New Internationalist

Bebel Gilberto

October 2004

What does a Brazilian girl do when her father’s a legend, her mother’s a star in her own right and her stepmother is the original girl from Ipanema? She hotfoots it out of Rio, leaving João, Miucha and Astrud far behind, to wait table in New York and hope that the family name isn’t too much of an encumbrance.

In this case, it isn’t. Bebel Gilberto’s self-titled album (the follow-up to Tanto Tempo four years ago) stands very much on its own feet as a cool, summery blend of bossa nova and contemporary jazz. And with production credits being shared between Marius de Vries, Guy Sigsworth and Pascal Gabriel, Bebel Gilberto also shows itself to be an album with its own direction. It’s a case of Latin America cherry-picking the best that the North has to offer, rather than vice versa. Low-key electronic beats on ‘Aganjú’ propel, exhilaratingly, a bossa nova into Björk-ish territory.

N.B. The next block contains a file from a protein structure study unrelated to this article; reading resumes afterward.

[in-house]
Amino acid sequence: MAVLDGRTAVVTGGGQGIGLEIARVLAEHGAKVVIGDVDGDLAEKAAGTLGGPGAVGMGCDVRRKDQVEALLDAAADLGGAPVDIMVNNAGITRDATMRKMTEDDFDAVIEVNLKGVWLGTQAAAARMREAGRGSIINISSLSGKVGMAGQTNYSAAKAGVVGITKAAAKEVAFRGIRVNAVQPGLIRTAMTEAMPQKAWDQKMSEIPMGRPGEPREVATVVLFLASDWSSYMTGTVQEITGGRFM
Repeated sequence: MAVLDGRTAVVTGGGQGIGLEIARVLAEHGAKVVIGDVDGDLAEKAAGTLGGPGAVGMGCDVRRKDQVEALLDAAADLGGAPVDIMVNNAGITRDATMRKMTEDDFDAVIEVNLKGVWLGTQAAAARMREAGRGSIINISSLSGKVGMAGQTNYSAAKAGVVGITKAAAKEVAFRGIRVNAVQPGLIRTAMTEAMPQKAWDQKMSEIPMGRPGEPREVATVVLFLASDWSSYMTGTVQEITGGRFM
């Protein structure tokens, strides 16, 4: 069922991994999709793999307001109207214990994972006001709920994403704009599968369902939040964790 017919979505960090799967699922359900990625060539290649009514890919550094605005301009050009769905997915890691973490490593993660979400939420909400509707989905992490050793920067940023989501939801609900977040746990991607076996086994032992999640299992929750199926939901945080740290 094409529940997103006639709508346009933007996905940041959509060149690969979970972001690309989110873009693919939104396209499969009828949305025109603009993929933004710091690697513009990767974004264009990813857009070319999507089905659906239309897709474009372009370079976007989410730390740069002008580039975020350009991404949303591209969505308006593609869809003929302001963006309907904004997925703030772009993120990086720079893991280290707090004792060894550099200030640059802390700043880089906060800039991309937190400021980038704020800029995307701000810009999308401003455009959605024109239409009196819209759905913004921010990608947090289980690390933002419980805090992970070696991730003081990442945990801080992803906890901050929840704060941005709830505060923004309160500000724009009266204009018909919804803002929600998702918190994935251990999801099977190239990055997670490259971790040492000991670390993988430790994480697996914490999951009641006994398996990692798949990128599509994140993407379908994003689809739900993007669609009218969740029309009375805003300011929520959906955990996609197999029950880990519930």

Songs tend to favour Portuguese over English but, as the sublime opener ‘Simplesmente’ shows, the lush, breezy textures take Gilberto’s material to a new level. Although Gilberto takes the lion’s share of writing credits (including one, ‘O Caminho’, written for Cape Verdean diva, Cesaria Evora), the few covers come from talents like Os Mutantes, Carlinhos Brown and Caetano Veloso. Even here, Gilberto imposes a subtle signature of her own making.

Louise Gray

Front cover of New Internationalist magazine, issue 372 This column was published in the October 2004 issue of New Internationalist. To read more, buy this issue or subscribe.

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